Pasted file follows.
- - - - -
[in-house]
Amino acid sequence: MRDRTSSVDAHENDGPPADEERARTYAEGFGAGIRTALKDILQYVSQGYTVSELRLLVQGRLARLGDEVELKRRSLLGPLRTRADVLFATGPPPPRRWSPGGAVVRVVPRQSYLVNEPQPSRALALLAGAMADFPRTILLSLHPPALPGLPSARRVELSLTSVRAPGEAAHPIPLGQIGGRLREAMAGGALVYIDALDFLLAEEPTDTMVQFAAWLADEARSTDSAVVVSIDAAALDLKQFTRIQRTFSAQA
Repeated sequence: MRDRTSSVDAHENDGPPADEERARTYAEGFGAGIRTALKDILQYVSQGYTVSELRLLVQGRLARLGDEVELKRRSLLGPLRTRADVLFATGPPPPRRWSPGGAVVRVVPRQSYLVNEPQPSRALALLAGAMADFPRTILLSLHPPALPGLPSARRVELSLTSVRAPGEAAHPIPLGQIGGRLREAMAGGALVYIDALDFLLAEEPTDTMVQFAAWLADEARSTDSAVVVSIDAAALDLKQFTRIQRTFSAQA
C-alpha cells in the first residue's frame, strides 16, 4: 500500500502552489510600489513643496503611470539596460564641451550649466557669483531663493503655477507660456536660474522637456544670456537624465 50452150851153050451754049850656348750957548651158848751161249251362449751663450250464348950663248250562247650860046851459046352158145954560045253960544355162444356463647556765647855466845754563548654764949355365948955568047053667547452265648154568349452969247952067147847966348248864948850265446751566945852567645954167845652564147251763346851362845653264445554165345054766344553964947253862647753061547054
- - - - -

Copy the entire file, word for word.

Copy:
[in-house]
Amino acid sequence: MRDRTSSVDAHENDGPPADEERARTYAEGFGAGIRTALKDILQYVSQGYTVSELRLLVQGRLARLGDEVELKRRSLLGPLRTRADVLFATGPPPPRRWSPGGAVVRVVPRQSYLVNEPQPSRALALLAGAMADFPRTILLSLHPPALPGLPSARRVELSLTSVRAPGEAAHPIPLGQIGGRLREAMAGGALVYIDALDFLLAEEPTDTMVQFAAWLADEARSTDSAVVVSIDAAALDLKQFTRIQRTFSAQA
Repeated sequence: MRDRTSSVDAHENDGPPADEERARTYAEGFGAGIRTALKDILQYVSQGYTVSELRLLVQGRLARLGDEVELKRRSLLGPLRTRADVLFATGPPPPRRWSPGGAVVRVVPRQSYLVNEPQPSRALALLAGAMADFPRTILLSLHPPALPGLPSARRVELSLTSVRAPGEAAHPIPLGQIGGRLREAMAGGALVYIDALDFLLAEEPTDTMVQFAAWLADEARSTDSAVVVSIDAAALDLKQFTRIQRTFSAQA
C-alpha cells in the first residue's frame, strides 16, 4: 500500500502552489510600489513643496503611470539596460564641451550649466557669483531663493503655477507660456536660474522637456544670456537624465 50452150851153050451754049850656348750957548651158848751161249251362449751663450250464348950663248250562247650860046851459046352158145954560045253960544355162444356463647556765647855466845754563548654764949355365948955568047053667547452265648154568349452969247952067147847966348248864948850265446751566945852567645954167845652564147251763346851362845653264445554165345054766344553964947253862647753061547054